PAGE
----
I love winter and it’s not just about the crisp cold, the bonfires, snug woollies, and stylish boots. It’s also about the joy of festivals, traditions, family gatherings, and time spent in the company of close friends who have become family. This winter is extra special; it’s one filled with immense gratitude, after the stress and paranoia of the pandemic. This year, a sparkling Diwali in November has fittingly paved the way for Christmas cake in December, and the anticipation is already building up!
It’s that time of the year, folks, time to soak the fruit for your Christmas Cake, if you haven’t already, that is. People across the globe have different timelines for soaking their fruit, and there are overnight soaks as well, so don’t stress over this step at all. In general, fruits are soaked at least 4-6 weeks before you bake your cake, but if you are running late, I have listed what you can do last minute in Tips & Tricks.
So why do we need to soak the fruits at all, you ask? Well, a traditional Christmas cake is rich, dark, moist. When dry fruits are soaked, they absorb the liquid and become plump. During the baking process, some of the liquid oozes out into the cake batter, resulting in a moist and flavourful cake.
I make fruit soaking an experience to cherish with some lovely Christmas music and a glass or two of wine to set the mood. Nothing looks better than a colorful array of beautiful dried fruit, a bottle of good rum, bourbon, or brandy and shiny glass jars patiently waiting for their turn. The only real effort is in the shopping and chopping!
Here’s a list of what I usually buy and the proportions I use, but hey, just have fun – you go out there and buy the combinations you love!
100g golden raisins (buy on TFN Store)
100g dried cherries/glazed cherries (buy here)
100g seedless black raisins (buy on TFN Store)
100g dried kiwi (buy here)
100g dried apricots (buy on TFN Store)
100g dried pineapple (buy here)
50g pitted prunes or figs (buy on TFN Store)
50g dried cranberries/currants or both (buy here)
50g candied orange or lemon peel
50g candied ginger
50g dried papaya (buy here)
Go to town! You can also try seedless dates, dried figs, dried mango, dried apple, blueberries, or plums. Now just de-seed or de-stem the fruit if needed and chop them up into small even pieces.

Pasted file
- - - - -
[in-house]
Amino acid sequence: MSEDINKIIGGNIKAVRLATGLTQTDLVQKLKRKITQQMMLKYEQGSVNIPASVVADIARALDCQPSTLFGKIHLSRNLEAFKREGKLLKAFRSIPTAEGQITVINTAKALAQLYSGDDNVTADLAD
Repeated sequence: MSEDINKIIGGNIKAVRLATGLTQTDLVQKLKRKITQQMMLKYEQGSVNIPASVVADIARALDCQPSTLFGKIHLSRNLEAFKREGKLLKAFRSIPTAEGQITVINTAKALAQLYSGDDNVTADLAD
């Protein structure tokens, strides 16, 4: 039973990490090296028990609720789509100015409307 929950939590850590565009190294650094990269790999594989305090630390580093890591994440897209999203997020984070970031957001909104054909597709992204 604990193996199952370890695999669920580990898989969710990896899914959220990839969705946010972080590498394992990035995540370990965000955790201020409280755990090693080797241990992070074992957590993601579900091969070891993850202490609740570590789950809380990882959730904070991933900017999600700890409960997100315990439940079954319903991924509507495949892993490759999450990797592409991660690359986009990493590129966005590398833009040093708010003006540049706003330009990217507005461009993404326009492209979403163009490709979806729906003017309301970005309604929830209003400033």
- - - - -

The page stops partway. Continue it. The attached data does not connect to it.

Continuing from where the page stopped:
1/2 cup fresh orange juice
Rum, bourbon, or brandy to cover the fruit. Some people use Sherry as well.
1 tsp mixed spice, or nutmeg powder, cinnamon powder, and clove powder to taste.
Some people add nuts to this mixture, I never do. The nuts turn soggy. I add nuts directly into the cake batter.
The Long Soak
Now the fun part. Soaking fruit may be the easiest thing ever, but you can do it with the flair of a Master Chef! Amidst the occasional sips of wine, toss the chopped fruit in turn into a large glass bowl. Sprinkle the spice mix, then gently pour the orange juice and rum, bourbon, or brandy in. Mix everything together thoroughly as you savor the combined aromas – a promise of your cake to come! Transfer this mixture into a clean, dry, sterile glass or ceramic jars. Cover and keep in a cool dark place in your kitchen. Stir the fruit once a week with a clean dry spoon.
Tips and Tricks
- If you had no time, and everything is last minute, then soak for fruit for 1-2 weeks or even 1-2 days in advance of baking your cake. But then make sure you touch up with alcohol (poke holes in the cake with a toothpick and sprinkle with rum or brandy) at least once a week till Christmas.
- For a non-alcoholic soak, use freshly squeezed orange juice or a combination of orange and cranberry juice, or apple juice or a dark tea infusion (Darjeeling is good) with a tablespoon of honey. Soak the fruits about 15 days before Christmas, and store in a covered air tight container in the fridge till you bake the cake a week before Christmas.
- Never ever use fresh fruit for Christmas cake, it will change texture and turn the cake soggy.
- Don’t overload on the citrus peel, it will make the cake turn bitter.
- In general, there should be more of the milder flavoured fruit and less of the stronger flavoured fruit.
- You can use any leftover soaked fruit as a topping for ice creams or pancakes.
Getting excited already? Christmas is not a day, it’s a whole season! And all of us at TFN is counting on you to enjoy every bit of it with us!
Have a wonderful time, folks!
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A homeschooled chef even before she joined Catering College in Bombay, Christine’s gastronomic journey started with mother and grandmother. Polished with a degree and 10 years of experience in the Hospitality industry, Christine’s love of food, drink and everything gastronomic has been sharpened and honed with travel across the world. Today, she shares the wealth of her foodie experience and adventures across the world with The Foodie Network, so look forward to much more from Chrsitine!